Saturday, December 1, 2007

A stop over at Hok-Si-La on my way home from viewing tundra swans

On my way home from viewing tundra swans near Brownsville, MN I stopped at Hok-Si-La park in Lake City, MN. Hok-Si-La is a great place to go birding in late fall and early winter, especially before Lake Pepin freezes up. On this visit I saw many of the normal birds that we see during the winter in southern Minnesota. I saw white-breasted nuthatch, chickadees and dark-eyed juncos.With a lot of dead wood left to naturally decay in the park you can always find a few woodpeckers hanging around also. I saw downy and hairy woodpeckers and their was also a pileated woodpecker that has been hanging around so far this season.Unfortunately this was the closest shot that I could get of the pileated. He was very skittish and each time that I would get in range to take a shot he would take off to a new tree. Its a good thing that it is not usually necessary to see a pileated to know where he may have flown. With their distinctive call and the thunderous pounding that they give the trees all that you have to do is look with your ears. I also found a red-bellied woodpecker and he was a lot more cooperative.
While I was busy shooting juncos he flew into a bush close by and began to feast on berries. After a few berries, and some acrobatic moves, he finished desert and headed back to the large deciduous trees prolly in search of more protein.
The big draw of Hok-Si-La, at this time of year, are the eagles. Right after I parked and headed down my first trail I spotted an eagle perched on a branch overhanging the lake. Since eagles in the wild can spend around 80% of their time perched on a branch surveying all of the life below them I decided not to hang around. I figured that I would go check out the nest that I found a few weeks earlier. When I arrived at a location that I could see the nest it did not appear as though anyone was home. But as I followed the path around an eagle popped his head up out of the nest.A few minutes later, to my surprise, a second eagle took off out of the nest. It goes to show you just how big that the nests are. Two eagles can sit low enough in the nest that neither can be seen from the ground. At the National Eagle Center in Wabasha, MN they have a picture of a bear hibernating in an eagles nest on the upper peninsula of Michigan. I stayed with the nest and took a few more pictures of the bird that remained including this one showing the nictitating membrane.The nictitating membrane is like a partially transparent second eye lid. It is common on birds as well as sharks, some reptiles and even a few mammal species. The purpose of the nictitating membrane is to protect the eye and keep it moist while at the same time allowing the bird to continue to be able to see. Eagles are very dependent on thier sight.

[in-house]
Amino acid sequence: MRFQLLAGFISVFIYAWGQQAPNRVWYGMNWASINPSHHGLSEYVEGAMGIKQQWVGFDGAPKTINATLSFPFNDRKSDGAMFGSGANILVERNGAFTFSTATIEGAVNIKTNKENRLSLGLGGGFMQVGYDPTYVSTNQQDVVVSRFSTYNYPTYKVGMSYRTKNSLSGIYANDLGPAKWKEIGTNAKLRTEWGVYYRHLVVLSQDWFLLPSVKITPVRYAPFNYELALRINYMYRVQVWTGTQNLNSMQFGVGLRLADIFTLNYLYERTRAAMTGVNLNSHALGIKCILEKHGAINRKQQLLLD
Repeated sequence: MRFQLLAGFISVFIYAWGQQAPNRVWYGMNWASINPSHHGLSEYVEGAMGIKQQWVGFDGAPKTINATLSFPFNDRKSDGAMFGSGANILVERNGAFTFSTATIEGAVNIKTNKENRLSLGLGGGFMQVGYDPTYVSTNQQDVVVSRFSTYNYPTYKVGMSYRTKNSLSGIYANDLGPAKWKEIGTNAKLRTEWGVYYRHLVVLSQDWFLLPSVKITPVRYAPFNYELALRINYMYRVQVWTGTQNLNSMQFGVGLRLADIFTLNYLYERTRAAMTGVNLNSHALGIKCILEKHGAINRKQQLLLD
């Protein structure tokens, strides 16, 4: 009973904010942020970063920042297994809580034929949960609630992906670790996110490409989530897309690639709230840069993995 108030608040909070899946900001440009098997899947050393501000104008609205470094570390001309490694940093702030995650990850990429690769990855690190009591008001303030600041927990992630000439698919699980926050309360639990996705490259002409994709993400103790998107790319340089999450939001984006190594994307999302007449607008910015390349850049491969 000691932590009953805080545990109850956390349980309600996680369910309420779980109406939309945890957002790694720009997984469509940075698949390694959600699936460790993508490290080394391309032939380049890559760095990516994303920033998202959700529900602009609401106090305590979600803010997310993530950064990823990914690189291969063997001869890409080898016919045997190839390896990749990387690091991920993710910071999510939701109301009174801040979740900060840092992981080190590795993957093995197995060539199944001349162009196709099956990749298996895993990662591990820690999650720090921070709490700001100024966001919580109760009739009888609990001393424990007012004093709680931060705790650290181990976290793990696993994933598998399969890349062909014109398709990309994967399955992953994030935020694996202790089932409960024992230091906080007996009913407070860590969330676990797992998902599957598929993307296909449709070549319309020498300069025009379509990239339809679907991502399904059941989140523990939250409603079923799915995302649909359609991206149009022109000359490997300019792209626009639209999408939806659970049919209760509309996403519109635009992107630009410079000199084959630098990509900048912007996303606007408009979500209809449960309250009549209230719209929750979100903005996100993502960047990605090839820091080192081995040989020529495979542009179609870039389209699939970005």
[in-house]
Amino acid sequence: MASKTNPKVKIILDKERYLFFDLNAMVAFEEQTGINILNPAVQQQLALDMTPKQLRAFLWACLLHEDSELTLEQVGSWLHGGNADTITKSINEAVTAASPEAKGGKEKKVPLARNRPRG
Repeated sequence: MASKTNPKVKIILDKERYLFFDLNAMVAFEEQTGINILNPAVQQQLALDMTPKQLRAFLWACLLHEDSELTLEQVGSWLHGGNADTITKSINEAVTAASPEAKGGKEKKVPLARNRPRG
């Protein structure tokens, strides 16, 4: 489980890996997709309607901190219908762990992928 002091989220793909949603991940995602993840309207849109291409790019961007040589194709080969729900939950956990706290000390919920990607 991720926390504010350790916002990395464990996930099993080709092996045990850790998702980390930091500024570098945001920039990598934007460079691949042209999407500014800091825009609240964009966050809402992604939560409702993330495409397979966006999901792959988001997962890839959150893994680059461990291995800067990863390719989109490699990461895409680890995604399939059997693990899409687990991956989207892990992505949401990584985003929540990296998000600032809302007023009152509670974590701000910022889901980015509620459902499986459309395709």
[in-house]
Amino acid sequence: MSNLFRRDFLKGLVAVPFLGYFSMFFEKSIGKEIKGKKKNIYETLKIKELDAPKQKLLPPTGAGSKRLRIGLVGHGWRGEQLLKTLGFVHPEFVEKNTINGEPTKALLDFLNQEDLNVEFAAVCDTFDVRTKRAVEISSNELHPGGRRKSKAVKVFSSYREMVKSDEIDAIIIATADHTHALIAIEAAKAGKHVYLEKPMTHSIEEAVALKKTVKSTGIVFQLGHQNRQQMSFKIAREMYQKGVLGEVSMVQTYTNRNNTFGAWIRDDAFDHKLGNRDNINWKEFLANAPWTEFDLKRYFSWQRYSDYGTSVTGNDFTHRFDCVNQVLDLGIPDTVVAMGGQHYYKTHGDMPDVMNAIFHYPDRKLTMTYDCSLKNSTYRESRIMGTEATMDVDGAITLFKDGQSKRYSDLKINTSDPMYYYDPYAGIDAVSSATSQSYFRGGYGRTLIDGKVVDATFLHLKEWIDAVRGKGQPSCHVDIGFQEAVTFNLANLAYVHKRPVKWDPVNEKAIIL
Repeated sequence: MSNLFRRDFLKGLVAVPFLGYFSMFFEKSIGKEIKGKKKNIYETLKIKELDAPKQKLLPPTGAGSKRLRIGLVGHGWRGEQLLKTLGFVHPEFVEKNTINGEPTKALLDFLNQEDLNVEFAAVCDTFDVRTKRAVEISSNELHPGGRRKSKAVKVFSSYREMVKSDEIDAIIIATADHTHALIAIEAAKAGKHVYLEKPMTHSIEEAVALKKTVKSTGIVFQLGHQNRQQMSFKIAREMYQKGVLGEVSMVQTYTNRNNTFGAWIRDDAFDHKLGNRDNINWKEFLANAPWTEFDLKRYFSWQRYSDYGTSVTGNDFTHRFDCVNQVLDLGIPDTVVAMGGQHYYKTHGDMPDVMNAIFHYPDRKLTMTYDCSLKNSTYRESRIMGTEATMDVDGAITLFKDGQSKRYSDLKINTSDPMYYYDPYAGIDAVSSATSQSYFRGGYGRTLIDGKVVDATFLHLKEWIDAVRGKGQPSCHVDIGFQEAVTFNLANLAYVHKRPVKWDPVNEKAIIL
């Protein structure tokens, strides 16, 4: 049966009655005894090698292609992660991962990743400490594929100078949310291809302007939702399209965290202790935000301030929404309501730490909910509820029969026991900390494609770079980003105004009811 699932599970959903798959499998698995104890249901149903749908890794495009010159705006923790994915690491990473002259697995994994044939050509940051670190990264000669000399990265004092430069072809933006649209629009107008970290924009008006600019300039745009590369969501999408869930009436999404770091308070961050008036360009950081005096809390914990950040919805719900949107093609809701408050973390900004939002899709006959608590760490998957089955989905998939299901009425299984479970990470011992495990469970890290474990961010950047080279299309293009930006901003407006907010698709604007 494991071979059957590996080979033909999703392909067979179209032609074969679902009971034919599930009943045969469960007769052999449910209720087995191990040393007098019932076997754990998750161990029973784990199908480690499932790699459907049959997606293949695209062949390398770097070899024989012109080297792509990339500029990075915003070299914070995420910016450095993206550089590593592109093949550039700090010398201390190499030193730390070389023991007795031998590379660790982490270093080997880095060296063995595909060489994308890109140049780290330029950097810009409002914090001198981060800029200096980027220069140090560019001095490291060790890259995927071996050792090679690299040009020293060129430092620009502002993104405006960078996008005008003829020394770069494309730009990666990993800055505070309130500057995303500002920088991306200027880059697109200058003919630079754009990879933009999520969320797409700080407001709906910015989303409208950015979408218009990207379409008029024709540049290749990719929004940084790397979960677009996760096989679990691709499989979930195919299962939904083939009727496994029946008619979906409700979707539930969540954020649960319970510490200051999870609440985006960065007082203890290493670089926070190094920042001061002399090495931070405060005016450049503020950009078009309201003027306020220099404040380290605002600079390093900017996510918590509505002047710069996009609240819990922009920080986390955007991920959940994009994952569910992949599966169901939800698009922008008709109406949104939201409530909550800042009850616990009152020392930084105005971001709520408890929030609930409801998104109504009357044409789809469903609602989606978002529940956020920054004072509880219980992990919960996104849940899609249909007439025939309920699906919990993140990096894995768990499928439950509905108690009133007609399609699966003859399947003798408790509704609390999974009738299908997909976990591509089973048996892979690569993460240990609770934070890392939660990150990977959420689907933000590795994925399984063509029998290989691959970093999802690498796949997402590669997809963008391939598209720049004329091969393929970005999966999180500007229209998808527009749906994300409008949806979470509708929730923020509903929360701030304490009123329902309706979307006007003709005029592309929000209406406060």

It was getting late and I was having some issues with my breaks, they told me at the dealership that they would need to be replaced soon, so I headed off home a bit early. On the way back I stopped at the rest stop at the north end of Lake City to use the facilities. This rest stop is one of the nicest rest stops that you can find any where in the US. It has modern facilities, it's always clean and well kept and it has a killer view of Lake Pepin. If you are lucky you can also find eagles perched in, or flying around, the large trees that line the shore. This immature was one of a group of six that was visiting the rest stop at the same time as I was. Where else can you find a rest stop with eagle facilities?

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